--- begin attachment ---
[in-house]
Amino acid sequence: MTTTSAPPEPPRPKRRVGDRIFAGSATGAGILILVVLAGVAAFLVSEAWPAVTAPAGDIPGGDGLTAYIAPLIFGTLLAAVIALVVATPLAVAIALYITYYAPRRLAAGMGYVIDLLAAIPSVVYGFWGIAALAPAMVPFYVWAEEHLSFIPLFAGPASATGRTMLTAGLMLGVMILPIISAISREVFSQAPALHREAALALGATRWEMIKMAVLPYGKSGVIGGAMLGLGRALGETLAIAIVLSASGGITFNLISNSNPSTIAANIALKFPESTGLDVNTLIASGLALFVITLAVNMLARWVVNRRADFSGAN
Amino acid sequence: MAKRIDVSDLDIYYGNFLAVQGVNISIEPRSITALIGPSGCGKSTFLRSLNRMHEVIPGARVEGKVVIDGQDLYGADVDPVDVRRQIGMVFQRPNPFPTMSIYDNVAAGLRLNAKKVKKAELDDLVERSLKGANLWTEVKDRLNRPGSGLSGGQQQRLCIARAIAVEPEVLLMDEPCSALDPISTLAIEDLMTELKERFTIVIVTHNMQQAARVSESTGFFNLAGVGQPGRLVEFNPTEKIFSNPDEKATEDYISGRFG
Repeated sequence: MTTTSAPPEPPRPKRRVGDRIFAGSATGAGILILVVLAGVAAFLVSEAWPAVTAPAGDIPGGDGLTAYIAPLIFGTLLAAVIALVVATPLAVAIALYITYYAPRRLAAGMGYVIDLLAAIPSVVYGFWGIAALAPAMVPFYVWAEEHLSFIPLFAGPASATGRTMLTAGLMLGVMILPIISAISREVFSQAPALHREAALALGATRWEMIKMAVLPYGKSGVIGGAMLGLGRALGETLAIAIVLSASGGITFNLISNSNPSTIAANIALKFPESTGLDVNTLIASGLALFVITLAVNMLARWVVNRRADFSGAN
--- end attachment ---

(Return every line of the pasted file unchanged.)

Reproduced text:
[in-house]
Amino acid sequence: MTTTSAPPEPPRPKRRVGDRIFAGSATGAGILILVVLAGVAAFLVSEAWPAVTAPAGDIPGGDGLTAYIAPLIFGTLLAAVIALVVATPLAVAIALYITYYAPRRLAAGMGYVIDLLAAIPSVVYGFWGIAALAPAMVPFYVWAEEHLSFIPLFAGPASATGRTMLTAGLMLGVMILPIISAISREVFSQAPALHREAALALGATRWEMIKMAVLPYGKSGVIGGAMLGLGRALGETLAIAIVLSASGGITFNLISNSNPSTIAANIALKFPESTGLDVNTLIASGLALFVITLAVNMLARWVVNRRADFSGAN
Amino acid sequence: MAKRIDVSDLDIYYGNFLAVQGVNISIEPRSITALIGPSGCGKSTFLRSLNRMHEVIPGARVEGKVVIDGQDLYGADVDPVDVRRQIGMVFQRPNPFPTMSIYDNVAAGLRLNAKKVKKAELDDLVERSLKGANLWTEVKDRLNRPGSGLSGGQQQRLCIARAIAVEPEVLLMDEPCSALDPISTLAIEDLMTELKERFTIVIVTHNMQQAARVSESTGFFNLAGVGQPGRLVEFNPTEKIFSNPDEKATEDYISGRFG
Repeated sequence: MTTTSAPPEPPRPKRRVGDRIFAGSATGAGILILVVLAGVAAFLVSEAWPAVTAPAGDIPGGDGLTAYIAPLIFGTLLAAVIALVVATPLAVAIALYITYYAPRRLAAGMGYVIDLLAAIPSVVYGFWGIAALAPAMVPFYVWAEEHLSFIPLFAGPASATGRTMLTAGLMLGVMILPIISAISREVFSQAPALHREAALALGATRWEMIKMAVLPYGKSGVIGGAMLGLGRALGETLAIAIVLSASGGITFNLISNSNPSTIAANIALKFPESTGLDVNTLIASGLALFVITLAVNMLARWVVNRRADFSGAN